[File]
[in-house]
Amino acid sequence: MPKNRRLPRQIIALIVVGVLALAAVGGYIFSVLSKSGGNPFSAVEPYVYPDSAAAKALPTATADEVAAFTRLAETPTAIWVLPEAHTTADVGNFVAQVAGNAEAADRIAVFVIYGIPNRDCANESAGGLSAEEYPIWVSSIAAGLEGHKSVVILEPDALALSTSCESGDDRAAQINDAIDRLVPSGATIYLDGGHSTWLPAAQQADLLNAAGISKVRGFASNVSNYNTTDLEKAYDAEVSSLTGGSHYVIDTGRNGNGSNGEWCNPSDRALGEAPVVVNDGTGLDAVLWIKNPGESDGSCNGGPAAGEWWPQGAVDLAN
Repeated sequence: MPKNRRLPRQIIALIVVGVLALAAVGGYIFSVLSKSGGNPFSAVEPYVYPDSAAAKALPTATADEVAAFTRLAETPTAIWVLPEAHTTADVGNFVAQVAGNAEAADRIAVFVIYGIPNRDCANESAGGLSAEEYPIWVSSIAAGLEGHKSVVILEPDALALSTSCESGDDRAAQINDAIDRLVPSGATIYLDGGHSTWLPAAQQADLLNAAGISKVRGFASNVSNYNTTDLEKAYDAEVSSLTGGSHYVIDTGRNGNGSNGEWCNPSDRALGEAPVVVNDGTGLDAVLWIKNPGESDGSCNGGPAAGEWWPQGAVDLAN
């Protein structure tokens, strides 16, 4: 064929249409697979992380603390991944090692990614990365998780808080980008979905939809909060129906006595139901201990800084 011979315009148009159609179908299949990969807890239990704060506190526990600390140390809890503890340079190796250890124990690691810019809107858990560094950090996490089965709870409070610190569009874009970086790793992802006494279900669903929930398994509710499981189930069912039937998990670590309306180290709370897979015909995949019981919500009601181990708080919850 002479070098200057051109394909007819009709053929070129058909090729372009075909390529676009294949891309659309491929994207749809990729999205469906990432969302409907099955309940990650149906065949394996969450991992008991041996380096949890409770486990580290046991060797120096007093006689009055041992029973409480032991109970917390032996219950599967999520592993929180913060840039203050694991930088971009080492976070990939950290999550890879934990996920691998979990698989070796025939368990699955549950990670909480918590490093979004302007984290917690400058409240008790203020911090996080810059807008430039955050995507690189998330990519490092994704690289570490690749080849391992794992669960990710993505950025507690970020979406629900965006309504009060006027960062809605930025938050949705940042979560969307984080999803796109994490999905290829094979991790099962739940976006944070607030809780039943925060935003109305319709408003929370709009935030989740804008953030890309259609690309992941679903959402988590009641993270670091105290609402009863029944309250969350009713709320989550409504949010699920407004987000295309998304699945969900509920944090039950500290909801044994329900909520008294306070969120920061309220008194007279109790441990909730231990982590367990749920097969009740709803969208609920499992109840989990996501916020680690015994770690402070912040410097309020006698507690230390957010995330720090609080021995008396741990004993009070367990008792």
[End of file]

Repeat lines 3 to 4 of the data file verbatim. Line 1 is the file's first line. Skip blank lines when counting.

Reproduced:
Repeated sequence: MPKNRRLPRQIIALIVVGVLALAAVGGYIFSVLSKSGGNPFSAVEPYVYPDSAAAKALPTATADEVAAFTRLAETPTAIWVLPEAHTTADVGNFVAQVAGNAEAADRIAVFVIYGIPNRDCANESAGGLSAEEYPIWVSSIAAGLEGHKSVVILEPDALALSTSCESGDDRAAQINDAIDRLVPSGATIYLDGGHSTWLPAAQQADLLNAAGISKVRGFASNVSNYNTTDLEKAYDAEVSSLTGGSHYVIDTGRNGNGSNGEWCNPSDRALGEAPVVVNDGTGLDAVLWIKNPGESDGSCNGGPAAGEWWPQGAVDLAN
């Protein structure tokens, strides 16, 4: 064929249409697979992380603390991944090692990614990365998780808080980008979905939809909060129906006595139901201990800084 011979315009148009159609179908299949990969807890239990704060506190526990600390140390809890503890340079190796250890124990690691810019809107858990560094950090996490089965709870409070610190569009874009970086790793992802006494279900669903929930398994509710499981189930069912039937998990670590309306180290709370897979015909995949019981919500009601181990708080919850 002479070098200057051109394909007819009709053929070129058909090729372009075909390529676009294949891309659309491929994207749809990729999205469906990432969302409907099955309940990650149906065949394996969450991992008991041996380096949890409770486990580290046991060797120096007093006689009055041992029973409480032991109970917390032996219950599967999520592993929180913060840039203050694991930088971009080492976070990939950290999550890879934990996920691998979990698989070796025939368990699955549950990670909480918590490093979004302007984290917690400058409240008790203020911090996080810059807008430039955050995507690189998330990519490092994704690289570490690749080849391992794992669960990710993505950025507690970020979406629900965006309504009060006027960062809605930025938050949705940042979560969307984080999803796109994490999905290829094979991790099962739940976006944070607030809780039943925060935003109305319709408003929370709009935030989740804008953030890309259609690309992941679903959402988590009641993270670091105290609402009863029944309250969350009713709320989550409504949010699920407004987000295309998304699945969900509920944090039950500290909801044994329900909520008294306070969120920061309220008194007279109790441990909730231990982590367990749920097969009740709803969208609920499992109840989990996501916020680690015994770690402070912040410097309020006698507690230390957010995330720090609080021995008396741990004993009070367990008792």